It seems strange to suggest that Atlanta's Variety Playhouse would be too big of a venue for a show. Most nights, audience members find themselves standing shoulder-to-shoulder, crammed by the force of the surrounding bodies closer and closer to the stage, faces nonetheless upturned with rapt attention toward the evening's performer.
Although the crowd at was no less engrossed on this night, when Manhattanite piano pixie Nellie McKay appeared at the Little Five Points venue (her first foray into the south), the house was considerably less packed. With café tables and chairs set up on the floor of the venue, McKay's audience was afforded something novel for such a hip locale - a little elbow room. While the relatively low turnout was a shame on a very basic level, since McKay is both a fantastic songwriter and performer, the small crowd actually made the night all the more special for the few proud attendees.
As always, McKay refused to limit herself to one genre, moving seamlessly from socially-aware pseudo-rap to sultry jazz numbers to upbeat piano-pop selections, each infused with her ebullient wit and preternatural, worldly insight. Often referring to songbooks of her own material, McKay found herself tongue-tied on a few of the more rap-heavy pieces, but blew it off with a smile and a toss of her Marilyn Monroe-esque coif.
It was impossible to hold such gaffes against her though, so stellar was the rest of the performance. McKay could make even a monstrous venue feel like a teeny East Village coffeehouse with her bitingly poignant lyrics and instrumental virtuosity - not to mention her often tangential between-song banter. On this night alone, her rants ranged from the importance of spaying and neutering pets to championing an Atlanta vegetarian restaurant, where she'd had lunch that afternoon.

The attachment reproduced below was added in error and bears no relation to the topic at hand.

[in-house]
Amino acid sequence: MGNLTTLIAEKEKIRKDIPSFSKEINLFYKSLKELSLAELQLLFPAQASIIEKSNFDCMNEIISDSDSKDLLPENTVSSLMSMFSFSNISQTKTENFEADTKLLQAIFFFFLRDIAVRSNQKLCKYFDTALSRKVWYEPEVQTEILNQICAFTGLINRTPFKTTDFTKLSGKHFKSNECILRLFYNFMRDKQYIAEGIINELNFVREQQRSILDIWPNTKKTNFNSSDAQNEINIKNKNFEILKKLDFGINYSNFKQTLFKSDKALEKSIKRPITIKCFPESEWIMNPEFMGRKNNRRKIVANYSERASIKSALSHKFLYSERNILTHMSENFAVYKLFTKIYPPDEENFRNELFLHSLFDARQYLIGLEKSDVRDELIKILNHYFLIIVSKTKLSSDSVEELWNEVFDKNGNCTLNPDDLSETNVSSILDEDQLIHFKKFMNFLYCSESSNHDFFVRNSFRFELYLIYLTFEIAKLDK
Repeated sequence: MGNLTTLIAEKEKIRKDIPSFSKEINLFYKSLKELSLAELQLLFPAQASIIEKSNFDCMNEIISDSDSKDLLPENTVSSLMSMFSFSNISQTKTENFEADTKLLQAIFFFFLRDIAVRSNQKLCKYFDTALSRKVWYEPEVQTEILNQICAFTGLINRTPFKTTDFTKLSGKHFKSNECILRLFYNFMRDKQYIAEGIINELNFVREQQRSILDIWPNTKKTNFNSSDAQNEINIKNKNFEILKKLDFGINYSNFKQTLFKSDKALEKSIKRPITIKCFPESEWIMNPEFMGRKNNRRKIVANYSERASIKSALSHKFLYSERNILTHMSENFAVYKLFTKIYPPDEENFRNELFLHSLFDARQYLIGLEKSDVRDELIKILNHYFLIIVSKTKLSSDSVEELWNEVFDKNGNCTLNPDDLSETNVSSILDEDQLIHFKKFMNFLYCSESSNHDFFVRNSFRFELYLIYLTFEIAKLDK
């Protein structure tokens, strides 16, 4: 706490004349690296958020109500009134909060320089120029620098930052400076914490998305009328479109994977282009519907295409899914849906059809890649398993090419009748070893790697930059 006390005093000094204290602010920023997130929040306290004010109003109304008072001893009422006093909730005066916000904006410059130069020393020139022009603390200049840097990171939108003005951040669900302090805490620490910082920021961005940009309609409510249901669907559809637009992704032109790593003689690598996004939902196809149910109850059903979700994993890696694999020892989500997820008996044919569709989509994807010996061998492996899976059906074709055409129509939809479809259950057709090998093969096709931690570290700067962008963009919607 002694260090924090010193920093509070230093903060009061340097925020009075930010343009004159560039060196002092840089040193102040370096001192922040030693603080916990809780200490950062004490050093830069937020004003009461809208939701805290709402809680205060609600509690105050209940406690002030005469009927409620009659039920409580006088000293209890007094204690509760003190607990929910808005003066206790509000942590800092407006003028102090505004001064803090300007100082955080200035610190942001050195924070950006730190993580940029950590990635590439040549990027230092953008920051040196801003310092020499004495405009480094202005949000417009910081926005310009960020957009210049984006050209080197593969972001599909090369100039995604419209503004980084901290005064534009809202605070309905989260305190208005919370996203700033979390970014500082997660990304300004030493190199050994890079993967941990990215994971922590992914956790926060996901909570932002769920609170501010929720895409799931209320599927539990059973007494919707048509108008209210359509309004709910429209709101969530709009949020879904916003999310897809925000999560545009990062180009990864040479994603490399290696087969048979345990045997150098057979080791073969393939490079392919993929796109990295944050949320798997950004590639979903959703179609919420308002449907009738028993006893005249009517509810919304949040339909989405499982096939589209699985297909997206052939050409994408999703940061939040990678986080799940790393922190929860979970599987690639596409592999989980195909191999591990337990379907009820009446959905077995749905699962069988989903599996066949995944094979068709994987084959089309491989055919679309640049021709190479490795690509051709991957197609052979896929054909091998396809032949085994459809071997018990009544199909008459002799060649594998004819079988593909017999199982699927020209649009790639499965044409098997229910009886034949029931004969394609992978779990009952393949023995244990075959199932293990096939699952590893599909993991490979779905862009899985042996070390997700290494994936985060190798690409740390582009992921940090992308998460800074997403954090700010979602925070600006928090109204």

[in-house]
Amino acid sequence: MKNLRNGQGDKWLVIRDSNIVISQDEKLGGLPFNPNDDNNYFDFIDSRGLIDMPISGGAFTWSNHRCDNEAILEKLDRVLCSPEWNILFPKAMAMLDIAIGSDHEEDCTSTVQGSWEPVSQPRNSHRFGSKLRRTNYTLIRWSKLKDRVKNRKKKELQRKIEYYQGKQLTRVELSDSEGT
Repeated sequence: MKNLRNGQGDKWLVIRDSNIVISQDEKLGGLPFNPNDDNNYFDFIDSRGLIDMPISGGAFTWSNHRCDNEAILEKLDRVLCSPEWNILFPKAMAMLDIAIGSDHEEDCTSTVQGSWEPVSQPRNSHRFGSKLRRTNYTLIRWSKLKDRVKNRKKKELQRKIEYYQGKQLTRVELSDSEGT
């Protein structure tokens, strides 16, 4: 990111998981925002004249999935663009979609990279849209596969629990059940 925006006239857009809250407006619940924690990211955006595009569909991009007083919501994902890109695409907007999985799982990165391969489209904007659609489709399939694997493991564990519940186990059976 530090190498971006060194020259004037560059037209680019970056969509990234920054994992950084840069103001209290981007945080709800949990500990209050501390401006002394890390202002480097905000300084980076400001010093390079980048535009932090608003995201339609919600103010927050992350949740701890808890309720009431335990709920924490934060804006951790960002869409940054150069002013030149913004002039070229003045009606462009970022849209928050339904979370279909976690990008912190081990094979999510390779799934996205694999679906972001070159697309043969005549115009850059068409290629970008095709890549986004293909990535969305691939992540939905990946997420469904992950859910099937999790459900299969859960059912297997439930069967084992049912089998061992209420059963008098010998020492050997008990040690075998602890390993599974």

Delivered in person, even the selections that seem infallible on CD took on new life on stage. "Clonie," a blithe ditty exploring the wonders of having a genetically identical life companion, and "Cupcake," a deceptively sweet ode to the battle for gay marriage in the United States, seemed especially right at home alongside kitschy classics like "Hey, Good Lookin'" and "It's A Long Way to Tipperary." Most of the set list came from her 2003 Columbia debut, Get Away From Me, with a few selections thrown in from her much-embattled second album, Pretty Little Head, a squabble over which prompted her split from Columbia in early 2006. (Officially unreleased at the time of the concert, McKay has since announced that she will be releasing the full 23-track version of the album on her own Hungry Mouse label in collaboration with spinART, on October 31.)
McKay ended the night with an encore, after re-emerging from backstage apparently wiping tears from her eyes, as the audience cheered and clapped. After launching into a seven-song medley of tunes new and old, originals and standards, she politely declined a shouted request to “Stay forever!”– though, for just a moment, it seemed like the Little Crowd That Could would be so lucky.
Nellie McKay’s Official Website